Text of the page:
Painting Our Stories: Roncesvalles-Parkdale Community Mural Project – researching and recovering local histories through storytelling and art-making (2008- )
Creative Tensions of Community Arts in Popular Education: A Transnational Study of the Americas (2004-2008) – a transnational collaborative research project with NGOs and universities in Panama, Nicaragua, Mexico, the U.S. and Canada
The Tomasita Project: racing the Tomato from Mexican Field to Canadian Table: Women Workers in Globalized Food Production (1994-2000)
"Cultivating Creativity: Education and Art Feed the Food Justice System," In M. Koc, J. Sumner and T. Winson. Critical Perspectives on Food Studies Reader. Oxford University Press, 2012.
VIVA! Community Arts and Popular Education in the Americas. (editor) Albany, NY: SUNY Press, 2011.
VIVA! El Arte Comunitario y La Educación Popular en las Americas. (co-editor) Bluefields, Nicaragua: URACCAN, 2011.
“Reframing Internationalization in a (Post)Colonial and Diasporic Context: Two Initiatives at York University,” in Internationalizing Canadian Universities: Policies, Practices, and Challenges. Toronto: James Lorimer and Company, 2010.
“Remapping the Americas: A transnational engagement with creative tensions of community arts” in R. Nagar and A. Starr, Transnational Feminist Praxis, SUNY Press, 2010.
(with Laura Reinsborough), “Decolonizing Art, Education and Research in the VIVA! Project” in L. Davis, Aliiances:Re/Envisioning Relationships between Aboriginal and Non-Aboriginal Peoples, University of Toronto Press, 2010.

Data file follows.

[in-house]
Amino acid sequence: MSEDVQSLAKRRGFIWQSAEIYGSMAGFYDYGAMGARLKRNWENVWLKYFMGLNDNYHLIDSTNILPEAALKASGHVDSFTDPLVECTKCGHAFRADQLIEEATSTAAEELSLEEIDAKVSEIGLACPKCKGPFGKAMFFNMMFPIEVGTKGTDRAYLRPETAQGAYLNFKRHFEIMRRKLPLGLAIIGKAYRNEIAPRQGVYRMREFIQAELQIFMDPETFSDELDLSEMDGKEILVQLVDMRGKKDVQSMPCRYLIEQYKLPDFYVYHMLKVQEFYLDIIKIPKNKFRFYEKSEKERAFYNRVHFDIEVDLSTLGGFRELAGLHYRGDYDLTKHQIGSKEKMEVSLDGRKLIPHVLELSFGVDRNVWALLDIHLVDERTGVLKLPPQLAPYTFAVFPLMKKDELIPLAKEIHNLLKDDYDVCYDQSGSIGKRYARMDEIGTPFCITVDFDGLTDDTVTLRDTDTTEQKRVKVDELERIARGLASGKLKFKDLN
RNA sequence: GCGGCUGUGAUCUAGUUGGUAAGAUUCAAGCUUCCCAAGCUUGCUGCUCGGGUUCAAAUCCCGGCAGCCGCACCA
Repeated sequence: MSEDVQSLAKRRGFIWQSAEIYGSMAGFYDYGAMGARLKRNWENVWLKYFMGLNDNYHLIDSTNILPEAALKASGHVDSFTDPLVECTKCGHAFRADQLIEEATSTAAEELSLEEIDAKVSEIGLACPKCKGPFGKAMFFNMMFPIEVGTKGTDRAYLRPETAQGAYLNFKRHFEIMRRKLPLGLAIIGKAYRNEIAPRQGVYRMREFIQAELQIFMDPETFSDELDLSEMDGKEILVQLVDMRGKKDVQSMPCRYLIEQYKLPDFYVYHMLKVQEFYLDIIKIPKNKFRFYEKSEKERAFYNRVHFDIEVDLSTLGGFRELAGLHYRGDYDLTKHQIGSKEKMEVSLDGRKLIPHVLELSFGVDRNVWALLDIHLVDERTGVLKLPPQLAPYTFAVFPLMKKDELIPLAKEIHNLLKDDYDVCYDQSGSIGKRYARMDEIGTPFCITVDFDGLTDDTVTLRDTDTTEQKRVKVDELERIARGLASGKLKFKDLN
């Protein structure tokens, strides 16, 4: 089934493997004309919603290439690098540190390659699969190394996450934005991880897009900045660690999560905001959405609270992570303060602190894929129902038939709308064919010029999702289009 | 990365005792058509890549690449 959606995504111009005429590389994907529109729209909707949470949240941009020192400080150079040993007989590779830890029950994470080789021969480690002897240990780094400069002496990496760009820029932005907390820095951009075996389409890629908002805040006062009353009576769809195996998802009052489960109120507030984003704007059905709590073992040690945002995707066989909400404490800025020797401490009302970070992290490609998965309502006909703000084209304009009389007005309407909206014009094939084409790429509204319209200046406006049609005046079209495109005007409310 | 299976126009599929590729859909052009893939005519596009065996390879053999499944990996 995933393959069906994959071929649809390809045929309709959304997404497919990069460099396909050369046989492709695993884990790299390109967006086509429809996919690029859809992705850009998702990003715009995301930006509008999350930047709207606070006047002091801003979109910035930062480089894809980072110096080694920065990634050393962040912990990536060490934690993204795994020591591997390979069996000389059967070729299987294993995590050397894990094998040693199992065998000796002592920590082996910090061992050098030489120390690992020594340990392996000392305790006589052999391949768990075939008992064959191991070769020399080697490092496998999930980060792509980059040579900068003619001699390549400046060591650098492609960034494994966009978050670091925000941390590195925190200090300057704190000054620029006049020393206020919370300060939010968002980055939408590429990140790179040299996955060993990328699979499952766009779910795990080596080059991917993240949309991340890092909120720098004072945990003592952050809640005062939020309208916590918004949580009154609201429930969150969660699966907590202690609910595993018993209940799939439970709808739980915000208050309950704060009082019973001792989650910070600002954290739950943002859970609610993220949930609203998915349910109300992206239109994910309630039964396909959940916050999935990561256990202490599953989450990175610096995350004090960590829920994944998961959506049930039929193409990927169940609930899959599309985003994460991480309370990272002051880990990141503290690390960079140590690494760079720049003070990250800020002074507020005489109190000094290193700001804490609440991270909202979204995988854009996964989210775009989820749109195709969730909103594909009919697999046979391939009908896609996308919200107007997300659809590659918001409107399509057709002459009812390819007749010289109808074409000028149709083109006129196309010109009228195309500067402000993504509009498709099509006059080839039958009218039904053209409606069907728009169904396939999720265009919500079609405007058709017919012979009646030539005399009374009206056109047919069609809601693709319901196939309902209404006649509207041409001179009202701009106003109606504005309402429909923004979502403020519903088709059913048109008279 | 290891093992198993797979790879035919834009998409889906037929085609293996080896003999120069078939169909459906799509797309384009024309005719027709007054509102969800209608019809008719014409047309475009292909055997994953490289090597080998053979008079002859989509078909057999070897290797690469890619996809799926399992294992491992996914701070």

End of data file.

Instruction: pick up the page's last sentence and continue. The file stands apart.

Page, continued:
“Touching Minds AND Hearts: Community Arts as Collaborative Research” in G. Knowles and A. Cole, Handbook of the Arts in Qualitative Research; Perspectives, Methodologies, Examples, and Issues. Thousand Oaks, CA: SAGE Publications, 351-362, 2008.
Tangled Routes: Women, Work, and Globalization the Tomato Trail, Second Edition. Lanham, Maryland: Rowman & Littlefield Publishers, 2008.
Rutas Enmarañadas: Mujer, Trabajo, y Globalization en el Camino del Tomate, Editorial de Universidad Autonoma Metropolitana (UAM-Xochimilco), 2007.
Wild Fire: Art as Activism. (editor). Toronto, Ontario: Sumach Press, 2006.
“By whom and for whom? Intersections of participatory research and community arts.” In A. Cole, L. Neilsen, J.G. Knowles, T. Luciani (editors), Provoked by Art: Theorizing Arts-Informed Inquiry. Backalong Books and Centre for Arts-Informed Research, OISE, 2004.
“Whose ‘Choice’? ‘Flexible’women workers in the tomato food chain.” In J. Alexander et al (eds). Sing, Whisper, Shout, and Pray: Feminist Visions for a Just World. Edgework Books, 2003.
Tangled Routes: Women, Work, and Globalization the Tomato Trail. Lanham, Maryland: Rowman & Littlefield Publishers and Aurora, Ontario: Garamond Press, 2002.
(with Gene Desfor and Barbara Rahder). Just Doing It: Popular Collective Action in the Americas. Montreal: Black Rose, 2001.